Sunday, May 19, 2013
By Tom Bell firstname.lastname@example.org
Portland's business and political leaders and its hospitals are warning that health care cuts proposed by Gov. Paul LePage would disproportionately affect Maine's largest city, hurt the region's economy and shift costs to local property taxpayers, hospitals and private insurers.
Portland Mayor Michael Brennan
"If the state walks away from their obligation, it means local communities are going to step in to fill those needs," said Portland Mayor Michael Brennan. "It's not fair and it's not right."
Business leaders are concerned about the loss of health care jobs, as well as higher health insurance premiums, that could result if hospitals pass on the cost of ballooning charity cases to private insurers, said Chris Hall of the Portland Regional Chamber.
"The impact of this budget on Portland could be huge, not just for the city but the whole region," Hall said.
He said the region's business leaders understand the fiscal pressures driving the proposed cuts, but are hoping the Legislature will craft a bipartisan solution that will mitigate the cuts as much as possible.
LePage has proposed closing a $221 million shortfall in the Maine Department of Health and Human Services primarily by overhauling MaineCare, the state's version of the federal Medicaid program, to bring it closer to what other states spend on public health benefits. His plan would drop 65,000 people from coverage by tightening eligibility requirements.
The plan -- which was endorsed last month by the Legislature's Health and Human Services Committee -- also proposes cutting $29.5 million from the Fund for a Healthy Maine, about half the program's budget. The program pays for disease prevention and health promotion programs, such as oral health care for low-income children; grants to schools to reduce tobacco use; immunizations for pregnant women, uninsured and under-insured adults; and child care subsidies and after-school programs.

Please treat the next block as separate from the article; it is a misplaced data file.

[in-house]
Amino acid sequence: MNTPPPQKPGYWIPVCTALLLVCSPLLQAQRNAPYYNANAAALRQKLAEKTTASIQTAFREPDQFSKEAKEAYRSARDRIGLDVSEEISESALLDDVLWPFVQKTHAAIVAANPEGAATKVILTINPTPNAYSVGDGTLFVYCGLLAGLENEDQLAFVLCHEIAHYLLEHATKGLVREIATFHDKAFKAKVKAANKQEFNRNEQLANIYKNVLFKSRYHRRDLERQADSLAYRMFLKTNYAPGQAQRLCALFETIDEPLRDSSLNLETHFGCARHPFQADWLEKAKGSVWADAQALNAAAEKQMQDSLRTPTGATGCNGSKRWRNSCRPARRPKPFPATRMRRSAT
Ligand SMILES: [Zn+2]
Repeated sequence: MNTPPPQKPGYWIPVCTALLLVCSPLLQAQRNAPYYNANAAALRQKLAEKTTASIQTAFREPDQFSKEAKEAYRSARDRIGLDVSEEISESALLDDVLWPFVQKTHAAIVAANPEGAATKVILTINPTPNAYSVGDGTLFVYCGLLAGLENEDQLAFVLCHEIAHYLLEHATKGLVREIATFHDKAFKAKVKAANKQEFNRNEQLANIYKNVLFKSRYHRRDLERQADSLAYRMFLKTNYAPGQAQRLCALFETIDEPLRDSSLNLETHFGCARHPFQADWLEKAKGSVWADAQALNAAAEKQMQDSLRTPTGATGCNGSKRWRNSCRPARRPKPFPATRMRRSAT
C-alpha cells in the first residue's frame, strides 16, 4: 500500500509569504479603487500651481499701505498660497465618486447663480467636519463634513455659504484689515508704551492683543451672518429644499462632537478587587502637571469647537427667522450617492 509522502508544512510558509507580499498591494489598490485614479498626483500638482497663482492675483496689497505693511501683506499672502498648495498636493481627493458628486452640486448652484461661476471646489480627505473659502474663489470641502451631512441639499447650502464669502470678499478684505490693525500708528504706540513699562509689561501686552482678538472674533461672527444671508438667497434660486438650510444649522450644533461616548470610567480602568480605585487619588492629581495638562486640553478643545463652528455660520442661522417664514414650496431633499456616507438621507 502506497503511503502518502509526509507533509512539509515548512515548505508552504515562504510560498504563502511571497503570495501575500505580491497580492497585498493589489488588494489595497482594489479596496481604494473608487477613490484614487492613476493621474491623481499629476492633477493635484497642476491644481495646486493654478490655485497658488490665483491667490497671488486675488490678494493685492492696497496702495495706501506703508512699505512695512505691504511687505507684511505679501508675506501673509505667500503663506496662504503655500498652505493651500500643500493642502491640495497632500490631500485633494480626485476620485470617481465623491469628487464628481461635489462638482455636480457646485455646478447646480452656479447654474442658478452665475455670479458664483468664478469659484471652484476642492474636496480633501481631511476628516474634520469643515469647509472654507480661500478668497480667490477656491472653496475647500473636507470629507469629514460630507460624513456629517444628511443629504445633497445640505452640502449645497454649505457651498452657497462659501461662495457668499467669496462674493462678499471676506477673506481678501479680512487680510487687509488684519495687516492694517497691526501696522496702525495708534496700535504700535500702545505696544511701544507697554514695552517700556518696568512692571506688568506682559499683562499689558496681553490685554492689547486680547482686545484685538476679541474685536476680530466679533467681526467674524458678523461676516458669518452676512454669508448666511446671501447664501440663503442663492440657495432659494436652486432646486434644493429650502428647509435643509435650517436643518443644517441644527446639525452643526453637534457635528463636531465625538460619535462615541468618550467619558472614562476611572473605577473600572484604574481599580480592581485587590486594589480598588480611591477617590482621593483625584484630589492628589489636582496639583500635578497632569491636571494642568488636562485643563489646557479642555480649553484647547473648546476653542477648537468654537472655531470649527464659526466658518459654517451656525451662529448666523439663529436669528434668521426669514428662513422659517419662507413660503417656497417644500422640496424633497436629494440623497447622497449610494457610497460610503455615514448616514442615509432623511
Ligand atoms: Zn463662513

Brennan said the cuts would hurt Portland and other cities that provide services to the poor. He said Portland would lose $2 million, half of which would come from cuts to the Fund for a Healthy Maine, which was established in 1999 to distribute Maine's annual tobacco settlement payments.
The city would be forced to either eliminate programs or increase fees and taxes to pay for them, Brennan writes in a letter he plans to send to LePage and the Maine Legislature.
"During a time when our ability to respond to increased demand is limited, the city, local health care providers, businesses and nonprofits will be put in the impossible position of trying to fill the holes torn in the fabric of the state's safety net," Brennan says in the letter.
City officials say the proposed elimination of MaineCare benefits for childless adults would likely force the city's Health Care for the Homeless Clinic to close. The Portland Street clinic in the past 12 months received nearly $700,000 in MaineCare reimbursements for primary care services.
City officials say the cuts would also financially squeeze the Portland Community Health Care Center on Park Avenue. A third of the clinic's revenue comes from MaineCare reimbursement.
Cuts would also result in:
• The elimination of case management services for the homeless. Last year, the city received $250,000 in MaineCare reimbursement for services to help homeless people find permanent housing.
• The elimination of nearly all revenues for the city's anti-tobacco and anti-obesity programs. The loss of nearly $600,000 a year would eliminate eight full-time jobs.
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